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This is the first indicator of the problem.

The fix is to make sure that the server is updated and will not fall victim to the vulnerability. An IIS 6 server that is not patched will not send the Encrypted Alert, but it will simply ignore this Extension. You must update your servers to be protected (or convince the target server owner to patch their server).  All major servers have recent patches or updates for this vulnerability.

 

What can I do in the short term?

NOTE: These are ALL SHORT term fixes.

There are several things you can do client side to get around this issue.

Apply the registry setting in KB 980436

This does NOT work with Windows 7

Selecting the Signaling mechanism for Windows Server 2008, Windows Vista, Windows Server 2003, and Windows XP only

The RFC5746 recommends sending the TLS Renego extension in the TLS Client Hello packet at the client. However, in some cases, there might be the need to send SCSV for signaling in its TLS Client Hello packet. An administrator can use the UseScsvForTls entry DWORD value together with a nonzero value in the following registry path to send SCSV for signaling in TLS:

HKEY_LOCAL_MACHINE\System\CurrentControlSet\Control\SecurityProviders\SCHANNEL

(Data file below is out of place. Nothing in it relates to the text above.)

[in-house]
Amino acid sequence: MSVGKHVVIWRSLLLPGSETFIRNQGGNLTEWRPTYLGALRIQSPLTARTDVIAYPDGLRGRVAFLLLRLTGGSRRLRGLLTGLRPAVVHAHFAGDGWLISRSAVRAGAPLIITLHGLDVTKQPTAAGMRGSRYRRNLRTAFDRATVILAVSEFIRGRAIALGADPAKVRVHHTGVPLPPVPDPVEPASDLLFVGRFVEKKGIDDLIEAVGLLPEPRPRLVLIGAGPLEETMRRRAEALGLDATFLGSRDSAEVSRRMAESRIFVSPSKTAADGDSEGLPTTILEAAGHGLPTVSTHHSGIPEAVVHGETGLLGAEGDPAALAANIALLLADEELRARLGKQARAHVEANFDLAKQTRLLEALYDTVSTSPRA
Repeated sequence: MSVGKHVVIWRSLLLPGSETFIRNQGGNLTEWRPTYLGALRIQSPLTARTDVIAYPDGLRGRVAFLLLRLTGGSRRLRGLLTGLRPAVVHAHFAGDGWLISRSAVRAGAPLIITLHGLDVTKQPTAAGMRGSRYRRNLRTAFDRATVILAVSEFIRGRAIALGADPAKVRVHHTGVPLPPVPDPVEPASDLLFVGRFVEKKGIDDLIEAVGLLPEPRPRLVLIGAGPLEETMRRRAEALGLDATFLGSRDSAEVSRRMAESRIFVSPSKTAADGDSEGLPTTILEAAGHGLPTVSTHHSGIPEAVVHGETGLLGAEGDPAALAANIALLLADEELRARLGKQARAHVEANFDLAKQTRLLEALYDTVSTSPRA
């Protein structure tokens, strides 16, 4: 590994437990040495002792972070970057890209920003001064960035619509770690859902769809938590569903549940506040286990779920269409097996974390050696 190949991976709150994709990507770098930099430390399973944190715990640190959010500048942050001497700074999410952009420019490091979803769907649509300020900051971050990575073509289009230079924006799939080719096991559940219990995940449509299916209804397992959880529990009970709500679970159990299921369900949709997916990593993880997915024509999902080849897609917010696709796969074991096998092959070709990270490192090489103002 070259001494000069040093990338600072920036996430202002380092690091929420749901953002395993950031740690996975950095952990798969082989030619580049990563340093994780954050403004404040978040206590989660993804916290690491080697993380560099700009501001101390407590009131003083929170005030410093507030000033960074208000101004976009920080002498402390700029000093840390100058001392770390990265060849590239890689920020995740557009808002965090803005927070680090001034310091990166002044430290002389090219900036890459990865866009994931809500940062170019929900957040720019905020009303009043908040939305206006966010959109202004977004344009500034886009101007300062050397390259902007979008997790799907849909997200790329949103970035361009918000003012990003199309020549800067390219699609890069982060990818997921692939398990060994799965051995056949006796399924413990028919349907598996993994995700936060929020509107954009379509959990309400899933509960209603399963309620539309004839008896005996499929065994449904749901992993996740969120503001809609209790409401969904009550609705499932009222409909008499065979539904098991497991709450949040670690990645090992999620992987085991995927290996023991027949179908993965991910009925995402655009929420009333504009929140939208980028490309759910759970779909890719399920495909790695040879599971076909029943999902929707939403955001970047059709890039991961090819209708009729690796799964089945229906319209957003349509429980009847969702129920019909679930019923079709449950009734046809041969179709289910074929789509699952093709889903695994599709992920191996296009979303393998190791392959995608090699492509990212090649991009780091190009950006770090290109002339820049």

The following table shows how this DWORD value can be used:

Collapse this tableExpand this table

DWORD

Value = zero

Value = nonzero

UseScsvForTls

Client sends Renego Info extension for TLS protocol

Client sends SCSV for TLS protocol

For example, to get around the TLS Client Hello Extension problem (on non compliant target server) create a DWORD registry value and set the value to 1:

HKEY_LOCAL_MACHINE\System\CurrentControlSet\Control\SecurityProviders\SCHANNEL\UseScsvForTls

Reboot and validate that instead of the ClientHelloExtension being sent, the flag is sent as a TLSCipherSuite 255 (0xFF):

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This should keep the non-compliant server from choking.

You can also set this for your application if it is using WinInet, WinHttp or Managed code instead of for the entire machine

For WinINet based applications (like IE) use the SSL3 Protocol instead of TLS.

In IE this is under the Advanced Settings:

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In managed code use the ServicePointManager before making any requests:

ServicePointManager.SecurityProtocol = SecurityProtocolType.Ssl3;

For WinHttp you can set this option in your code: WINHTTP_OPTION_SECURE_PROTOCOLS

 If this is a third party library, you need to engage that 3rd party and ask them how you can set their classes so that they can use SSL3 instead of TLS!

Again, this is only temporary. Fix the Server!  OpenSSL, Apache etc.. all have fixes for this (see CVE-2009-3555 for links to your product).

 

What are the other registry keys listed in MS10-049?

You can force the strict communication by setting the client and/or server to strict mode so you know you will not be vulnerable to CVE-2009-3555.

 

Please let me know if you found this article helpful.